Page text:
Though a period of seventeen years separated the first cholera epidemic from the second, the lessons which the former should have taught had not been so well learned as they should have been, and the latter, with which these reminiscences are chiefly concerned, inspired a wild, unreasoning terror in only a little less degree than that of 1832.

I remember a case at Mitcham, in which the women attending a patient were seized with a panic on the approach of death, and rushed out of the house, leaving the poor wretch, a woman, to die alone, the corpse being afterwards found rigid and distorted.

The apparently erratic manner in which the disease spread, sometimes carrying off victims from one side of a street and sparing the other side, sometimes smiting every member of a family in one house, and passing over all the other houses in the same street, was a puzzle to persons who had given no attention to the causes of the disease, and were content to regard it as a sign of the wrath of God, reasoning about the matter as little as did the Israelites whose relatives were swept off at Kibroth-hattaavah. They had not given sufficient attention to the laws of health to understand that the disease found its victims where those laws were neglected, whether from carelessness or from ignorance.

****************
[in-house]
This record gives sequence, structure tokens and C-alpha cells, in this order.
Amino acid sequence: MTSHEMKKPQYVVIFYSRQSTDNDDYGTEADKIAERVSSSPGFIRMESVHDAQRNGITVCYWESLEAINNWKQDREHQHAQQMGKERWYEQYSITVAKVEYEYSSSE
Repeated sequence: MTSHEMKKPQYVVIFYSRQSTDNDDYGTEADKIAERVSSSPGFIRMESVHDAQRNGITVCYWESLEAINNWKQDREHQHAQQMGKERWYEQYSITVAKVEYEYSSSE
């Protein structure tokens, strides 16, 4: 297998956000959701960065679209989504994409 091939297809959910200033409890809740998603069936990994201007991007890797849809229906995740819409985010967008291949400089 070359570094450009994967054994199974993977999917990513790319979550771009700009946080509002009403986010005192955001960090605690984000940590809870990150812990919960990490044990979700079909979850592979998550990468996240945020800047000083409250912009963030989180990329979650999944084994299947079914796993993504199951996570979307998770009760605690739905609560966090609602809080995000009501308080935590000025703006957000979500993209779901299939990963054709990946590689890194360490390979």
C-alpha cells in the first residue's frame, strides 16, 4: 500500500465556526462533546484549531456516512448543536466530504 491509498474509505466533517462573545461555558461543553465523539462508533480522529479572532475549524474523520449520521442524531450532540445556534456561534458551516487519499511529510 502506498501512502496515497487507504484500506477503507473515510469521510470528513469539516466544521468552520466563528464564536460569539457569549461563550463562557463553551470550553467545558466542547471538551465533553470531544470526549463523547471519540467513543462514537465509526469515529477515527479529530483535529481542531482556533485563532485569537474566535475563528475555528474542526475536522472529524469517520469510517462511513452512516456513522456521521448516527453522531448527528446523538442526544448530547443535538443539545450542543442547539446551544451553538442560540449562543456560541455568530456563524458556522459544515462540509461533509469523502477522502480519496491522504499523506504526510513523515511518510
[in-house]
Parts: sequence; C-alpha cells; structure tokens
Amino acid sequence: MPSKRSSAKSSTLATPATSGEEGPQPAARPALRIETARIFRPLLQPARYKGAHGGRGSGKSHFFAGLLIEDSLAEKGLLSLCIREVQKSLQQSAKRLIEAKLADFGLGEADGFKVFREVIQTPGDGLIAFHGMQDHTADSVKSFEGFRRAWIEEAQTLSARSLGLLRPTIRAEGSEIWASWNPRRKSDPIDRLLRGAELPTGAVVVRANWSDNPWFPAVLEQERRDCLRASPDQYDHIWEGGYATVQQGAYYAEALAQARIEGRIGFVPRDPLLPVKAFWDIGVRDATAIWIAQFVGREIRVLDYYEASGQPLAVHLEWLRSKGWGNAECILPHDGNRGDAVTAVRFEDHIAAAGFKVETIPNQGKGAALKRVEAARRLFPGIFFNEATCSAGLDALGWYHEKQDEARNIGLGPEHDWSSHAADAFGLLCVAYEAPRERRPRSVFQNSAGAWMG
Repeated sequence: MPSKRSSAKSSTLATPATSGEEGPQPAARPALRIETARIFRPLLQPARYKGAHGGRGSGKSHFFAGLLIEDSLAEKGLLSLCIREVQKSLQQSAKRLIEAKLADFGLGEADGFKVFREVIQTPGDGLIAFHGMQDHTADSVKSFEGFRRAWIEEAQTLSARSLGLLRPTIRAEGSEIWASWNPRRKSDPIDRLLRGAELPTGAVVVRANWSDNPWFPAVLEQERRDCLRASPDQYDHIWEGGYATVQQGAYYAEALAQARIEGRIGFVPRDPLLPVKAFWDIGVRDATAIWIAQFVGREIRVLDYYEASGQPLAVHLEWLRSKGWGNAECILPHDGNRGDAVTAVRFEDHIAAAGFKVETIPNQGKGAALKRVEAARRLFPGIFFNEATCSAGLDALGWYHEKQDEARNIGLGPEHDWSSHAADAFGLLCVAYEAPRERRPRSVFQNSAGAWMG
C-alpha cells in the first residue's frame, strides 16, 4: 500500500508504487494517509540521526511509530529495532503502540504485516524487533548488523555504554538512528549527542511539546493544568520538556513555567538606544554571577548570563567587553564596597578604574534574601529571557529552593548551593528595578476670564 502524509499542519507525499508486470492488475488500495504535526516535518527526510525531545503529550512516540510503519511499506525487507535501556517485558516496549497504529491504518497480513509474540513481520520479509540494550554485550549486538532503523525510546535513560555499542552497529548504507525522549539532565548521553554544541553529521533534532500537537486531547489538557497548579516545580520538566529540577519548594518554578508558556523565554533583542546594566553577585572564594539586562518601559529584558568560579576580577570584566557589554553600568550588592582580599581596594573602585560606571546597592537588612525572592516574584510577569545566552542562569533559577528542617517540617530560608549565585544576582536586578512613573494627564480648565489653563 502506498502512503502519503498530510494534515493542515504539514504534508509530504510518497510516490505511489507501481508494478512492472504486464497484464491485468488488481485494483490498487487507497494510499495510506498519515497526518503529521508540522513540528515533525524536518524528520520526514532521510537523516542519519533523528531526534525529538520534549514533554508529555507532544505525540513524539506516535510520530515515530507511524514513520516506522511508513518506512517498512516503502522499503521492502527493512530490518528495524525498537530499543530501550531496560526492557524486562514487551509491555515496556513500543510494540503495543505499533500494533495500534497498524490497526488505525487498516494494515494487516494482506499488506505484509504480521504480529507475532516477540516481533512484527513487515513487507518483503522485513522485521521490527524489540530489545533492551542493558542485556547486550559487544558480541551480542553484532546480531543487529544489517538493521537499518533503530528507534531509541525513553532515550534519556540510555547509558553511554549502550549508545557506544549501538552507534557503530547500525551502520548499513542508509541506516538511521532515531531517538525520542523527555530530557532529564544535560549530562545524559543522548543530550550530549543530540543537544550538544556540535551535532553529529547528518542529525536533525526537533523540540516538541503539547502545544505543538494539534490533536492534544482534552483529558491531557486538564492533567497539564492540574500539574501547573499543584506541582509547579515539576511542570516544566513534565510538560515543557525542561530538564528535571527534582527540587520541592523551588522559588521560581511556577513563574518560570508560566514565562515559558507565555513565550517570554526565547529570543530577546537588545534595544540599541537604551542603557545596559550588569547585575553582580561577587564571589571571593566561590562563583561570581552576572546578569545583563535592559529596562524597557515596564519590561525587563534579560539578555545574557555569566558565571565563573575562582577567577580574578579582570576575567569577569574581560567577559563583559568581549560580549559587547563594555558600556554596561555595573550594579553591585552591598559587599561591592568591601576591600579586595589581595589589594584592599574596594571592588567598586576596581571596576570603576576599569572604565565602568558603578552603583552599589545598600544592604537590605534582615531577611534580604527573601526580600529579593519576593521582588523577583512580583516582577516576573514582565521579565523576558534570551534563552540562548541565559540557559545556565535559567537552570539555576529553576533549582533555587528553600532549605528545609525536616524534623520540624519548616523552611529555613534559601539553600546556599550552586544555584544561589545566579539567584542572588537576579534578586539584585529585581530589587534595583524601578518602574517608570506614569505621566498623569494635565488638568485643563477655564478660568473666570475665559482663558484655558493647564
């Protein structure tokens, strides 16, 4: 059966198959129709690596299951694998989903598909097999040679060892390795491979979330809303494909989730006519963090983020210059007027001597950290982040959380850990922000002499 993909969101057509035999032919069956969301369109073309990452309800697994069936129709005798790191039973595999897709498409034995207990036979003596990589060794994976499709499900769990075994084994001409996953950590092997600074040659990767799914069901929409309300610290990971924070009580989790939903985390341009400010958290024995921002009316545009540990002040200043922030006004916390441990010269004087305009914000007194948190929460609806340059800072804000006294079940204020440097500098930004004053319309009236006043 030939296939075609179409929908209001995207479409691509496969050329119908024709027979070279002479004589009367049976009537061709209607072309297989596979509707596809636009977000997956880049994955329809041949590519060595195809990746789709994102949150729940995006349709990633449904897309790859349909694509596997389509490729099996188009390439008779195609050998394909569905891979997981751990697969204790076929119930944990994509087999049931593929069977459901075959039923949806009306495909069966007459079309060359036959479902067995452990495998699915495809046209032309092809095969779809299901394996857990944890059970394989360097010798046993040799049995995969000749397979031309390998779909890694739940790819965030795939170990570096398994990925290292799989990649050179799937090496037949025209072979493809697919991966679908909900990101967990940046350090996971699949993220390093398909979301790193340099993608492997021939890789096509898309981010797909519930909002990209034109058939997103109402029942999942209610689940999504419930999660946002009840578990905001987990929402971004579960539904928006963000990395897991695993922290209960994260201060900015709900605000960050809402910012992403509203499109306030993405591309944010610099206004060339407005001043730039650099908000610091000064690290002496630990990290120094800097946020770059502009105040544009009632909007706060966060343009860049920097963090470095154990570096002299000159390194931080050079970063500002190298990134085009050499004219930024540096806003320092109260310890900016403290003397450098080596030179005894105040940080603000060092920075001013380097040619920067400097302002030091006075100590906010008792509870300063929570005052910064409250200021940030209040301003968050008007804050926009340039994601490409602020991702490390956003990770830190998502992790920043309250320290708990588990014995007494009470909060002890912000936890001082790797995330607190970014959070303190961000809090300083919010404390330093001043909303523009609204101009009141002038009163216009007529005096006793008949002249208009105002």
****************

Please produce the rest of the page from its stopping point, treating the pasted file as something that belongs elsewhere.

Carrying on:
I remember two cases at Croydon in which all the inmates of the houses in which the disease manifested its dread presence were carried off by it. One occurred in a cottage in St. James’s Road, one of a row which had originally been level with the road, but had become overshadowed by the approach to the railway bridge. There were three victims in that house, and no other case in the same row, or in the neighbourhood. The other case occurred in King Street, one of several narrow, closely-built streets in the centre of the town, and the victims were a widow and her only child, the latter dying not alone, for, like Byron’s Haidee,—